It is the morning of July 4, 1946. World War II is over and things are starting to get back to normal. Eleven-year-old Norm Schmidt and his friend, Leon, are making plans to set off fireworks that night. Since fireworks haven’t been allowed all through the war because of the blackouts, this will be a big occasion. Meanwhile, the day is dragging because Norm has to work in his father’s meat market. While grinding meat for hamburgers, Norm lets his attention wander, and suddenly realizes his hand is caught in the grinder. From that point on, Norm’s life will never be the same.
Though this sounds like a grim opening, the book is upbeat, dealing with Norm’s determination to be independent in spite of the loss of his left hand. His main goal is to learn to play baseball again, even though Leon and Norm's family don’t think he’ll succeed. The book takes Norm through one year following the accident, showing how his gutsy optimism and sense of humor see him though the ups and downs of learning to live with only one hand.
Texas Bluebonnet Master List (2008-2009)
“A strong sense of purpose, leavened by generous doses of humor and post-World War II period detail, drives this story of a resilient middle-grader who demonstrates that having one hand is an opportunity rather than a handicap . . . Loosely based on childhood experiences of the author's husband, this story offers both inspiration and useful information, deftly wrapped in an engaging narrative.” -- Booklist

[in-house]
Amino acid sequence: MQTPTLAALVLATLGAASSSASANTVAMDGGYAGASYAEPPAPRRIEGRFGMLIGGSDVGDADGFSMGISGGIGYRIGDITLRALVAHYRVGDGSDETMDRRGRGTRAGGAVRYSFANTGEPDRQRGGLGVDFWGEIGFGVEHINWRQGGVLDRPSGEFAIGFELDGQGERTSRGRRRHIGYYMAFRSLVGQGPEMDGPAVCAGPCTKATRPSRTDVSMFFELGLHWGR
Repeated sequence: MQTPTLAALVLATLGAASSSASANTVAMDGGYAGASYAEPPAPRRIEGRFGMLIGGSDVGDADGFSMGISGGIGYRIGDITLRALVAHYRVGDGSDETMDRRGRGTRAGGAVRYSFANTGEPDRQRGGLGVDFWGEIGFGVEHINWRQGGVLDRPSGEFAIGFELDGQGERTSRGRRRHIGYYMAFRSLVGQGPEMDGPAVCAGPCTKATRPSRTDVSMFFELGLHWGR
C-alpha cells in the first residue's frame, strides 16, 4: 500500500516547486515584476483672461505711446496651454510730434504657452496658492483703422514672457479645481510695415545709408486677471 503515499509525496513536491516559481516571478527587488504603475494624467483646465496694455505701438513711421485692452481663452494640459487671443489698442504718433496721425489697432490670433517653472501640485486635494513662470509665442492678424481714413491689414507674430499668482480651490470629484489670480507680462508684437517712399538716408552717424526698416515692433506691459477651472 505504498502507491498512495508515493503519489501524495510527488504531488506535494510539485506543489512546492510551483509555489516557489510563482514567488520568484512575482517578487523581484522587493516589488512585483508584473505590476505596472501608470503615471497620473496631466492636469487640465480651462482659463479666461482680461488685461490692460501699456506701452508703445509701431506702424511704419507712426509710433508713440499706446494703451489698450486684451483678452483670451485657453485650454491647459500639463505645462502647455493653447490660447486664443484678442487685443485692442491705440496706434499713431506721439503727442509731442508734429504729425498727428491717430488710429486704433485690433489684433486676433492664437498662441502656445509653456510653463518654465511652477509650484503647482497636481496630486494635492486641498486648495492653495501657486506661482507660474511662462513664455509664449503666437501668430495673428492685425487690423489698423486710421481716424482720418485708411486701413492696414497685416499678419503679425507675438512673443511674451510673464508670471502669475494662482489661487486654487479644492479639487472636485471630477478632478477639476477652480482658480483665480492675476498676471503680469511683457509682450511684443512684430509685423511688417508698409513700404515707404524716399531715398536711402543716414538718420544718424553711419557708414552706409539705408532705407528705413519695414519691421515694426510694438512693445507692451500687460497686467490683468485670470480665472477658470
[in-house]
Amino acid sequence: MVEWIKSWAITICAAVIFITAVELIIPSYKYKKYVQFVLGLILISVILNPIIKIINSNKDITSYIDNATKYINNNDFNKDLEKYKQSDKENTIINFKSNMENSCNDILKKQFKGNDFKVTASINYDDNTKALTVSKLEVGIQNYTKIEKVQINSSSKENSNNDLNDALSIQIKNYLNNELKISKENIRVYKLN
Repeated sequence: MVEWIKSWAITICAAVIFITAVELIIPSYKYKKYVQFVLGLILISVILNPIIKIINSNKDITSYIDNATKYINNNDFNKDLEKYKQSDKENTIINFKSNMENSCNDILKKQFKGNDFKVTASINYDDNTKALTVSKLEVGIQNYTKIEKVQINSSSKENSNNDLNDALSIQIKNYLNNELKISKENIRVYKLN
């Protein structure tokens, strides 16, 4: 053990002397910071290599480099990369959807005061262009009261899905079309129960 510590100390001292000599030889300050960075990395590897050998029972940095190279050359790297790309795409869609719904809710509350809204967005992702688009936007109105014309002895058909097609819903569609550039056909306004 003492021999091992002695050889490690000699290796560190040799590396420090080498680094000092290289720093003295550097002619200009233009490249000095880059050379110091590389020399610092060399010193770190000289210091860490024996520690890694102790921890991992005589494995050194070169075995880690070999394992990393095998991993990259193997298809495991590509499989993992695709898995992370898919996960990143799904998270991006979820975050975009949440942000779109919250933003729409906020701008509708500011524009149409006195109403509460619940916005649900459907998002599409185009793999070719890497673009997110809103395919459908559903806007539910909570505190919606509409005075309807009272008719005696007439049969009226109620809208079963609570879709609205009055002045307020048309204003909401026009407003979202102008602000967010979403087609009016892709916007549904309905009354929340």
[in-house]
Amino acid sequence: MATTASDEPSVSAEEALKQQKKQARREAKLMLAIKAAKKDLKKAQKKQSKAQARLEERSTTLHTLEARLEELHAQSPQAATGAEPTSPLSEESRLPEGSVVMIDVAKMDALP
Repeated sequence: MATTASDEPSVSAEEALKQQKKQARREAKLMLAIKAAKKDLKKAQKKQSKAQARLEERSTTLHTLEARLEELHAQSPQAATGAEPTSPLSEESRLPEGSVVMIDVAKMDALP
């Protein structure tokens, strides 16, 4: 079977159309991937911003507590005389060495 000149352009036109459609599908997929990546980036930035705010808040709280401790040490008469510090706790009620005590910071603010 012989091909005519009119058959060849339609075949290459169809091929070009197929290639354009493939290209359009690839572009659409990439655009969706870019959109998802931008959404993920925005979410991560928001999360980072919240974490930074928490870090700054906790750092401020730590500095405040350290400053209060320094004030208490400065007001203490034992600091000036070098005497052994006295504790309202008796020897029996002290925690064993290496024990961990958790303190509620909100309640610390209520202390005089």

“Norm's story is sad, funny, and inspiring but never overly sentimental as he stubbornly refuses to let anything stop him. A home run of a story inspired by the life of the author's husband who lost his left hand and went on to excel at sports and to become a graphic artist and illustrator.” – Children’s Literature
"Set just after the end of World War II, Auch's novel is a heartwarming story of family and friendship. There are no surprises here, just quality writing and a protagonist who will inspire readers and convince them that handicaps are limitations only if you let them be." -- Voya
"Norm, based on the life of the author's husband, is a hero, but not a saint. Auch handles his emotions and those of his family and friends believably and never patronizes her characters or her readers by becoming maudlin. Moving and thought-provoking." -- Kirkus Reviews
The inspiration for One-handed Catch
The story is loosely based on Herm Auch’s childhood accident when he lost his hand while working in his father's store. The methods Norm uses to sharpen his baseball strategy are the same ones Herm figured out as a child. Herm's mother, Louise Auch encouraged him to do everything for himself, which set him up for success in life. Herm went on to excel in many sports -- bicycle racing, baseball, football, track, golf, and tennis. Like Norm, he had a childhood dream of becoming an artist. Herm was a newspaper graphic artist for forty years, before retiring in 2000 to start his new career as a children’s book illustrator.